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SEAMANSHIP,

BEING THE SEAMANSHIP REQUIRED OF CANDIDATES FOR
CERTIFICATES OF COMPETENCY BOTH IN THE ORDINARY AND EXTRA
EXAMINATIONS, ARRANGED IN QUESTIONS AND ANSWERS,

WITH PLATES OF THE NEW COMMEECIAL CODE

TEACHKR OF NAVIGATION, AND AUTHOR OF "A GUIDE BOOK TO THE LOCAL MARINE
BOARD EXAMINATION," "THE EXTRA MASTER'S GUIDE BOOK,"
"THE ENGINEER'S MANUAL," ETC.

PRINTED AND PUBLISHED BY THOMAS L. AINSLEY, MILL DAM,
aND PRIMAVESI CHAMBERS, JAMES STREET, CARDIFF.
LONDON: SIMPKIN, MARSHALL, & Co., STATIONERS' HALL COURT:
HAMILTON, ADAMS, & Co., PATERNOSTER ROW:
SAMPSON, LOW, MARSTON. & Co., FLEET STREET:
R. H. LAURIE, 53, FLEET STREET; CHARLES WILSON
(late Norie And Wilson), l;6, MINORIES; JAMES IMRAY AND SON,
89 And 102, MINORIES; J. D. POTTiiR, 31, POULTRY.
LIVERPOOL: G. PHILIP AND SON, CAXTON BUILDINGS.
EDINBURGH: J. MENZIES & Co.
SYDNEY & MELBOURNE: GEORGE ROBERTSON.

OF SIGNALS, &c,

BY THOMAS L. AINSLEY,

SOUTH SHIELDS:

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HEADS OF SEAMANSHIP EXAMINATIONS FOR ALL GRADES.

The following list of subjects has been prepared in order to give some idea of the nature of the questions which have to be answered.

SUBJECTS.
Measure blocks, rope, chain, canvas, &c.
Parcel, serve, and fit rope.
Make cringles, rattle rigging.
Reeve tackles, cat fall, lanyards, &c.
Take in, bend, and range cable.
Carry out kedge and bower anchors.
Clear hawse—Use of anchor and mooring buoys.
Out longboat—To manage boat in surf and sea way.
Set and take in topgallant-sails and courses.
Man overboard on a wind, and free—Out and in reefs.
Carrying away parrels, bobstays, braces, backstays, downhauls, &c.
Steering gear carried away—Bowsprit sprung.
Trestle-trees coming down—Rigging slack.
Tacking—Wearing—Changes of wind—Squalls, &c.
Repairing sails; overall patch, and new cloth.
Strip ship—Rig ship.
Jibboom in and out.

Yards and masts up and down—Ship and unship rudder.

ADDITIONAL FOR MATES AND MASTERS.
Tending ship in a tide way.
In and out lowermasts.
Use of Log Book.

Ship on her beam ends—In and out heavy weights.

Boxhaul —Clubhaul.

Get under weigh—Come to an anchor.

Mooring and unmooring—Dragging on a lee shore.

Rig jury rudder—Construct a raft, Sec.

QUESTIONS IN SEAMANSHIP, &0.

MASTING, KIGGING, &c.

Q.—If you have a largo ship, just launched and lying in the river, the spars for shears floating alongside, how would you get them on board?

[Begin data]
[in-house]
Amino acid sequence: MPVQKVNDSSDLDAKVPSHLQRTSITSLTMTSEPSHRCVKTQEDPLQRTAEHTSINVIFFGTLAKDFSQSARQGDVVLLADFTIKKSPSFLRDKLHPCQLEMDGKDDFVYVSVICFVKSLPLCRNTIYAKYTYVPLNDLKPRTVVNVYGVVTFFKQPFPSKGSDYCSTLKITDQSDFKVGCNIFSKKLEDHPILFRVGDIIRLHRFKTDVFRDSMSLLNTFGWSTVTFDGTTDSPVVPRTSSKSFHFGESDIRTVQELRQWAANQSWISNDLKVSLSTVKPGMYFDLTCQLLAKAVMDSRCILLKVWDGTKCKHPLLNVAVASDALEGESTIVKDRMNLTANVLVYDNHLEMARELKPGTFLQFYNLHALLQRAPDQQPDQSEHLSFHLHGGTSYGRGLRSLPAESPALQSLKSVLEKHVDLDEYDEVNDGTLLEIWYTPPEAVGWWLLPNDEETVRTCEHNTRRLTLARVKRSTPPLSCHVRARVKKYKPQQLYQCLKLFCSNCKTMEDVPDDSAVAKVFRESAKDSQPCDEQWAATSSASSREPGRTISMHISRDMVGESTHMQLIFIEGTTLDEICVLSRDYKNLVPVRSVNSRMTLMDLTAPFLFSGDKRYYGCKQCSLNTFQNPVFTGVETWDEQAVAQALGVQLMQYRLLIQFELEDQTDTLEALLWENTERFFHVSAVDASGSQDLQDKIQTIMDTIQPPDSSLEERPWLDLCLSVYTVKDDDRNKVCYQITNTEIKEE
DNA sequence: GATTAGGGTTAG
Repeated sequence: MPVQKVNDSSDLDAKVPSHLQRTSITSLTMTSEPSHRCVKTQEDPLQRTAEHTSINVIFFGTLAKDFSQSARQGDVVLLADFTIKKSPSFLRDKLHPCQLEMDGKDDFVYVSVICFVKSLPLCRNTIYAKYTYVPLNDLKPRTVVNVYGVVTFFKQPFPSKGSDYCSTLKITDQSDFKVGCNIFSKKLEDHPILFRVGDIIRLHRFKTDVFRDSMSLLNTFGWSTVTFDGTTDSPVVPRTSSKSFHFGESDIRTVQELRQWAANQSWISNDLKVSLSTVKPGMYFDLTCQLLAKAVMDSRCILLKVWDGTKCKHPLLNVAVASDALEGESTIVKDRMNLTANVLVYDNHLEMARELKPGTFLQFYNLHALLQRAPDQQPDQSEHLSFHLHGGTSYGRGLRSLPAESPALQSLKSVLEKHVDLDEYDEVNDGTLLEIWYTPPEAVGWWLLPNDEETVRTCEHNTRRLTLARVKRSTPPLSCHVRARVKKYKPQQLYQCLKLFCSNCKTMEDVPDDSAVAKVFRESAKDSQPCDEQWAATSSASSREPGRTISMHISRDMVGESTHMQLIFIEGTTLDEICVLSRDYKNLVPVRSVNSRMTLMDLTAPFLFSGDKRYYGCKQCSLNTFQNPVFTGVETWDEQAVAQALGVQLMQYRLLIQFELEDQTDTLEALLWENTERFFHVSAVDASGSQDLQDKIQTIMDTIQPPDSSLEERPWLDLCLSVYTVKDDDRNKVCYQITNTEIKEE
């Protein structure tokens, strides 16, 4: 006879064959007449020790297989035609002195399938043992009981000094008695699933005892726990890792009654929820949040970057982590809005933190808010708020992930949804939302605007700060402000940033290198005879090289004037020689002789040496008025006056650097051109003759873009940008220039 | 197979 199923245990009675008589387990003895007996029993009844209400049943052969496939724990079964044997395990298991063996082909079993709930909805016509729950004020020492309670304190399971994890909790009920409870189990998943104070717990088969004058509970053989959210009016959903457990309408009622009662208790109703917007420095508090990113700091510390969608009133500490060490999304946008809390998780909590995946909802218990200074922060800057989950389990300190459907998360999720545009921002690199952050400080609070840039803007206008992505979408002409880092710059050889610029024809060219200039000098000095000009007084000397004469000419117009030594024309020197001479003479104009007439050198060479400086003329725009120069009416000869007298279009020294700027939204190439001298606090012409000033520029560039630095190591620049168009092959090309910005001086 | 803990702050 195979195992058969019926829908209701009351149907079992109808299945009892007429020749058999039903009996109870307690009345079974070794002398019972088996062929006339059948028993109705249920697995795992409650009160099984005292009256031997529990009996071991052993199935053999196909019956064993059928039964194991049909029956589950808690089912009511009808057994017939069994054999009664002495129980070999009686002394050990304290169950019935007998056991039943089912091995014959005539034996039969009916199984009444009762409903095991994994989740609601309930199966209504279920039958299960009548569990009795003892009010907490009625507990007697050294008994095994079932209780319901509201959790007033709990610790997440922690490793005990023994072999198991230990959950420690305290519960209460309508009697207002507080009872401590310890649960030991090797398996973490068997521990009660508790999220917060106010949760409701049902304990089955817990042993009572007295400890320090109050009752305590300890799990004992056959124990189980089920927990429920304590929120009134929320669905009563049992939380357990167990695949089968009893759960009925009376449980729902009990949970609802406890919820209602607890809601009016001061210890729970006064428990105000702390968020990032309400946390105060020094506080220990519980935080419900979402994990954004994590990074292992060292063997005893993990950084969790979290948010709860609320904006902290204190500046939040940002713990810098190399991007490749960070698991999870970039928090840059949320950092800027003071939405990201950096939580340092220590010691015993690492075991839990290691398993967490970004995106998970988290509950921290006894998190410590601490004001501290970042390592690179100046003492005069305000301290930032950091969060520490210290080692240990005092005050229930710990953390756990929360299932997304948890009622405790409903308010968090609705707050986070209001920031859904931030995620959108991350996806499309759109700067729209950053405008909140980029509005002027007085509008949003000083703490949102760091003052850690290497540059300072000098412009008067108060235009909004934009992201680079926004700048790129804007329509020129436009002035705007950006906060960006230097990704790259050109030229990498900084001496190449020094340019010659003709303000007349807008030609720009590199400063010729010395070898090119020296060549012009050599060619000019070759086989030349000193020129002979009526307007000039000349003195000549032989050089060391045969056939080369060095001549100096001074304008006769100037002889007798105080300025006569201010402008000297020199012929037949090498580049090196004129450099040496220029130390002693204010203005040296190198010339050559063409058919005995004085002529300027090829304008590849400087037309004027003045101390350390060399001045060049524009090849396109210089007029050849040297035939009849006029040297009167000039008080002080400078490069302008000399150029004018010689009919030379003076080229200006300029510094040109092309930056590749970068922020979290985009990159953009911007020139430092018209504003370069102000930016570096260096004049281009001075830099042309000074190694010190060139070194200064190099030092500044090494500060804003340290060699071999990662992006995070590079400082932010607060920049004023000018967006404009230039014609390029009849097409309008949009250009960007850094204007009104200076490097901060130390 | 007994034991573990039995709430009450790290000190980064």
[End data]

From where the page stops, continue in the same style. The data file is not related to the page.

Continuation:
A.—Sling "skids" up and down the sides for the purpose of keeping the shear legs clear of the sides. Secure three or four small spars in a slanting direction from the bulwark, to ease the shears down on. The shears being brought alongside, with their small ends aft, are taken on board either by parbuckle, derrick, or shears. As it is difficult to get heavy spars over the ship's topgallant bulwark, without breaking it, the better plan seems to be to have a pair of small shears forward with two tackles on the head of them, and to get the spars intended for shears in over the bows.

Q.—Next proceed to rig a pair of shears to take your masts in?

A.—Place their heads or after ends either on the taffrail, the break of the poop, or a spar placed in the most convenient spot, the more elevated the better. Square the heels exactly one with the other, so that when they come to be raised the legs may be found of equal height. Cross their heads, placing the shear head of the side on which the mast is coming in uppermost, and put on the head-lashing of new well-stretched rope, the lashing being at equal distances from the heels of both. After the lashing is on, the lower parts of the shears are drawn asunder, carrying one over to each gangway, and placing it on a solid piece of oak, or shoe, and lash them to the eye-bolts in the shoes; nail cleats on the heel of the shears to prevent the lashing slipping down. Clap stout tackles on the heels, two on each, one leading forward the other aft; set taut the after ones and belay them. Lash a three or four-fold block, as the upper one of the main purchase, over the first lashing (so that it will hang plumb under the cross), with canvas underneath to prevent chafing, passing the lashing round each shear head alternately; also, sufficiently long to secure the free action of the block. Lash the small purchase

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